What is Actionable Data... and How Do You Use It?

By Ashish Gambhir Co-founder , newBrandAnalytics | November 06, 2011

In today's world of consumer-generated content, companies are swimming, if not drowning, in oceans of feedback. TripAdvisor alone attracts more than 41.6 million users a month and features 40 million reviews of hotels and restaurants worldwide. Facebook boasts some more than 750 million active users worldwide, 95 million Tweets are generated daily, and Yelp has surpassed 50 million monthly unique users. The number of Foursquare check-ins exploded by 3400% in 2010.

There is no denying that online guest feedback generates vast amounts of data. Given the rapid proliferation of new technologies, which some say are doubling the quantity of business data every 1.2 years, it is not surprising that companies struggle to take full advantage of it. New competitive advantages are emerging depending on a company's ability to extract actionable insights from these online conversations.

Case in point. In January 2009, PepsiCo introduced new packaging for its Tropicana Pure Premium orange juice. Instead of the traditional straw-in-an-orange image, the carton featured a picture of a glass of orange juice. Consumers did not respond favorably online, many even vowing to boycott the brand, and they voiced their displeasure in social networks. Less than 2 months later, bowing to consumer demand, PepsiCo announced it would discontinue the new design and revert to the old one.

As this example illustrates, whether sharing positive or negative feedback, social media's growing power as a real-time consumer sounding board opens the door for a new level of customer intelligence because it represents the most important elements of the experience as defined by the customer.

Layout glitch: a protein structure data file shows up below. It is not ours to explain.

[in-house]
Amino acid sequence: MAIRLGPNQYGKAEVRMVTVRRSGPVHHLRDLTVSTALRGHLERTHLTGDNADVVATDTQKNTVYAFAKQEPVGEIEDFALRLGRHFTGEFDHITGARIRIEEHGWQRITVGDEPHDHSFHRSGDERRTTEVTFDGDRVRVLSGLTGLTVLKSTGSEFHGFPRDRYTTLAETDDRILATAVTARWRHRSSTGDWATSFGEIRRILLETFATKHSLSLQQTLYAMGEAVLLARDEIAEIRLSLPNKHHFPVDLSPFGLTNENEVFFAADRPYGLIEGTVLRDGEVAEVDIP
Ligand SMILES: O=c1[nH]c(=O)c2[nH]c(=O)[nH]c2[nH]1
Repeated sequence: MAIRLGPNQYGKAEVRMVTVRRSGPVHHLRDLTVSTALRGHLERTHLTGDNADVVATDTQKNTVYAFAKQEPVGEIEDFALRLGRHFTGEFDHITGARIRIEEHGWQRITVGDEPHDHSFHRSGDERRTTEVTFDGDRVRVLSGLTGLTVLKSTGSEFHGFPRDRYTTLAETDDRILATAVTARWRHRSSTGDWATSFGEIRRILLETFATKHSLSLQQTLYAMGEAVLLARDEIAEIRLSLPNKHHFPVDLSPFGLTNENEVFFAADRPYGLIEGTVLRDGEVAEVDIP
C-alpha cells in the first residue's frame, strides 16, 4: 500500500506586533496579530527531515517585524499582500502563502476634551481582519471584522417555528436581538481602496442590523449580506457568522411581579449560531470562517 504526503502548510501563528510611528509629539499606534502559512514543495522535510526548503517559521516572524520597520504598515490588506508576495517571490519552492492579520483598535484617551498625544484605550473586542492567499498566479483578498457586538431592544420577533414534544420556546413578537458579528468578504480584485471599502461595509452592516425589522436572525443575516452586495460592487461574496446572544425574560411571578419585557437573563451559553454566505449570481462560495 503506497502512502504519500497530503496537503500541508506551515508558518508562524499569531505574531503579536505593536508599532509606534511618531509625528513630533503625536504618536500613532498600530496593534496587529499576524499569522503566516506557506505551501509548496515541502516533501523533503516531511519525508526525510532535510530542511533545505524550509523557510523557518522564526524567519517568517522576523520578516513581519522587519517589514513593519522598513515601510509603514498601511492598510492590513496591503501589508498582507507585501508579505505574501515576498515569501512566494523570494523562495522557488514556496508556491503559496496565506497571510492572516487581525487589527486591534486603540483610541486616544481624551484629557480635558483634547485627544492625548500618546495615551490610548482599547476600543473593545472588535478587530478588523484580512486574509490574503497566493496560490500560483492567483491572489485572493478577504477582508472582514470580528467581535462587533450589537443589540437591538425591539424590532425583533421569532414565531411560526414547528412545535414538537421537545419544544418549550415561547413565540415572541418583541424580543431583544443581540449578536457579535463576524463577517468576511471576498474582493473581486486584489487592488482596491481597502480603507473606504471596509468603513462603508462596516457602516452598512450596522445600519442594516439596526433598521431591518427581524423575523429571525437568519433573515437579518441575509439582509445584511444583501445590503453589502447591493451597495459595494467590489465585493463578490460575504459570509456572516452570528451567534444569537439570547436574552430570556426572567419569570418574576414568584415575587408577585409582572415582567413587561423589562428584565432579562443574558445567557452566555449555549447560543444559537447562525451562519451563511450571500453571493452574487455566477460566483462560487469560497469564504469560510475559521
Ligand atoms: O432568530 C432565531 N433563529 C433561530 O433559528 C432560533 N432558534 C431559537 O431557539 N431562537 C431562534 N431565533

Unfortunately, many marketers and operators find it challenging to use this data to inform an enterprise-view of their customers. The Intelligent Approach to Customer Intelligence (2009), by Forrester Research, raises this issue. The report, which highlights the difficulty executives are having in using social media feedback data intelligently, explains that the majority of companies struggle to fully understand their customers and leverage their customer data as a strategic asset.

Unica's annual survey, "The State of Marketing 2011," revealed similar findings. Nearly 300 online and direct marketers across various industries, geographies, and company sizes were surveyed on key technology trends in their organizations. The research identified the need to "turn data into action" as the highest priority for marketers: nearly 60% of respondents listed "measurement, analysis, and learning" as their top technology challenge; more than 60% identified "turning data into action" as their top organizational issue.

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Social Media: Getting Personal

There Social media platforms have revolutionized the hotel industry. Popular sites such as Facebook, Twitter, Pinterest, Instagram, Snapchat, YouTube and Tumblr now account for 2.3 billion active users, and this phenomenon has forever transformed how businesses interact with consumers. Given that social media allows for two-way communication between businesses and consumers, the emphasis of any marketing strategy must be to positively and personally engage the customer, and there are innumerable ways to accomplish that goal. One popular strategy is to encourage hotel guests to create their own personal content - typically videos and photos -which can be shared via their personal social media networks, reaching a sizeable audience. In addition, geo-locational tags and brand hashtags can be embedded in such posts which allow them to be found via metadata searches, substantially enlarging their scope. Influencer marketing is another prevalent social media strategy. Some hotels are paying popular social media stars and bloggers to endorse their brand on social media platforms. These kinds of endorsements generally elicit a strong response because the influencers are perceived as being trustworthy by their followers, and because an influencer's followers are likely to share similar psychographic and demographic traits. Travel review sites have also become vitally important in reputation management. Travelers consistently use social media to express pleasure or frustration about their guest experiences, so it is essential that every review be attended to personally. Assuming the responsibility to address and correct customer service concerns quickly is a way to mitigate complaints and to build brand loyalty. Plus, whether reviews are favorable or unfavorable, they are a vital source of information to managers about a hotel's operational performance.  The February Hotel Business Review will document what some hotels are doing to effectively incorporate social media strategies into their businesses.